Those who talk about inequity are not talking about government taking care of them. We are talking about large corporations not getting welfare of tax breaks and making money of the tax burden of the middle class.

kona

Michael, those "tax breaks" are a balancing act. Each government affected makes the choice whether the value of the tax breaks exceed (or not) the value of the business operations. If the business operations (payroll, etc.) are more valuable than the tax breaks then they often will approve the concessions. It is all in the numbers. Businesses can "demand" as much as they want, but it is the involved governments that have the final say.

Sal Peralta

Horse With No Name - Business and labor are not enemies. I agree with that. So why are Oregon's public employee unions trying to mug Oregon businesses? A 600 percent increase in their taxes? 2.5 percent tax on total economic activity? That is not good public policy, it's a holdup.

I think a better way of capturing business taxes is to get rid of the state's single sales factor and go back to a three factor apportionment like we used to have. It would more accurately capture economic activity in the state than this shotgun approach.

In terms of addressing inequality related to political power, I think we should take steps to reduce the influence of money in politics -- limit campaign contributions, ban the use of public money on partisan activities at the Oregon legislature, close the revolving door between state government and the industries we regulate, and increase competition for seats in the Oregon legislature.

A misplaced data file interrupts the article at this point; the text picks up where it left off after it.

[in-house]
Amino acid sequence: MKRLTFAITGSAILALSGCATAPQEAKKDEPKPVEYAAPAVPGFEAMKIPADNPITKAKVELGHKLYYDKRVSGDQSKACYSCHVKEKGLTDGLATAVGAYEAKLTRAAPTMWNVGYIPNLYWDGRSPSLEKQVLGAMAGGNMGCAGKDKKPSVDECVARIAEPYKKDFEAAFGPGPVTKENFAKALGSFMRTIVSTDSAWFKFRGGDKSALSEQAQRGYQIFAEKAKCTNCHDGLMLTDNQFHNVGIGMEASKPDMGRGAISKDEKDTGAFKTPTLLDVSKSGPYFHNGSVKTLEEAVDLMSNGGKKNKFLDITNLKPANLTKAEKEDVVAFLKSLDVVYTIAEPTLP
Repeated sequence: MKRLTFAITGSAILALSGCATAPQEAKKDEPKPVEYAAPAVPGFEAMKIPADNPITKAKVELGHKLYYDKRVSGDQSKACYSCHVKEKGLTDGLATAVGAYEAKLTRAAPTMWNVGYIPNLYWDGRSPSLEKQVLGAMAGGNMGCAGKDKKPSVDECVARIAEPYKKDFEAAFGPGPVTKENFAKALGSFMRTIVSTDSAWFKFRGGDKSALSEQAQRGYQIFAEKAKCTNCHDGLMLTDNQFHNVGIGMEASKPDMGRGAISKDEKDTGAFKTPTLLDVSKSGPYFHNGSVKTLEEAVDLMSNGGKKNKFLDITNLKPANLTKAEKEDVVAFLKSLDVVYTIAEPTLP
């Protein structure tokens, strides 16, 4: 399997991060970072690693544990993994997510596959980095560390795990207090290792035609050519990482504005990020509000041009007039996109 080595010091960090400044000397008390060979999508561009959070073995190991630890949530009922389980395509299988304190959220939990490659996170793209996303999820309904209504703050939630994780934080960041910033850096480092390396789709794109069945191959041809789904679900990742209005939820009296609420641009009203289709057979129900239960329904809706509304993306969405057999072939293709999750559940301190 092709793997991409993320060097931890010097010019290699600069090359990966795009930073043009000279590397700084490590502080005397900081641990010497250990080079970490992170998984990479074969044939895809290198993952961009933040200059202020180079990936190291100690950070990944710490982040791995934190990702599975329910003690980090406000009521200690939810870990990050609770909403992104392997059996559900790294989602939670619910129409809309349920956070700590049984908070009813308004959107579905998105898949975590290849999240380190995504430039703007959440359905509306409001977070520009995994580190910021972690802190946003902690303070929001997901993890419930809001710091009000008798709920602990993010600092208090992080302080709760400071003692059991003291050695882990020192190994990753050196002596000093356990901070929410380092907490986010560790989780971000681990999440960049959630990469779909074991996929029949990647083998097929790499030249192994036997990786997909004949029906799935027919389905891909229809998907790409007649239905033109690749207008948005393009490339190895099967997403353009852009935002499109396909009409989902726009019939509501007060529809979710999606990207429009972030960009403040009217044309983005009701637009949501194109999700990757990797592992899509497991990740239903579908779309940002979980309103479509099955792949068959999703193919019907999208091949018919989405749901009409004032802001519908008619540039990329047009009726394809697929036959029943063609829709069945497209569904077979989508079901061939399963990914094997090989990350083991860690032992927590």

In terms of addressing tax inequality at the state level, I would like to see them increase the Oregon standard tax deduction equal to full time employment at the minimum wage which is something like $20,000.

My back of the envelope calculation is that this would put between $1200 and $2000 back in the pocket of a minimum wage earner and probably $2000 - $3000 back to a middle income family and it would significantly help retirees. The state could offset that with a far more modest increase in corporate taxes. I think that would create a "rising tide lifts all boats" scenario since we know that increasing discretionary income of working people tends to correlate strongly with increased consumer spending.

Sal Peralta

Michael - I have no problem with getting businesses to pay their fair share, but I will not support a ridiculous tax policy that will also hit working families hard in order to accomplish it.

Horse with no name

Mr. Peralta - Thank you for the thoughtful reply. That was refreshing, much more so than "tough sh*t", or Kona's "balancing act", even your own reference to mugging does nothing to advance a solution. Now you have presented some ideas which could be further discussed or contributed to without all the sh*t getting in the way.

kona

Horse with no name, Sal asked a question, "So why are Oregon's public employee unions trying to mug Oregon businesses?"

What is your answer?

Horse with no name

Like I said...

Michael

Thanks Sal. A modest increase in corporate taxes makes sense. Putting forth an unbalanced proposal to present to voters does not necessarily qualify as mugging. It is an opportunity for those who might be inclined to be 'independent' to have counter substantive proposals that make sense.

Don Dix

When Ted "do nothing' Kulongoski spoke to public union reps. during the 2006 election, his words were, "It's us against them". Hardly a thoughtful and refreshing statement.

The unions are coddled and pampered by the complicit government establishment -- have been for years. And for years, a timid, soft response has garnered nothing but more ways to increase the tax burden on the citizens, to the benefit of the unions.

If the desire is to correct the inequity, maybe it's time to stand up and speak clearly, so there is no confusion ... Like I said ... !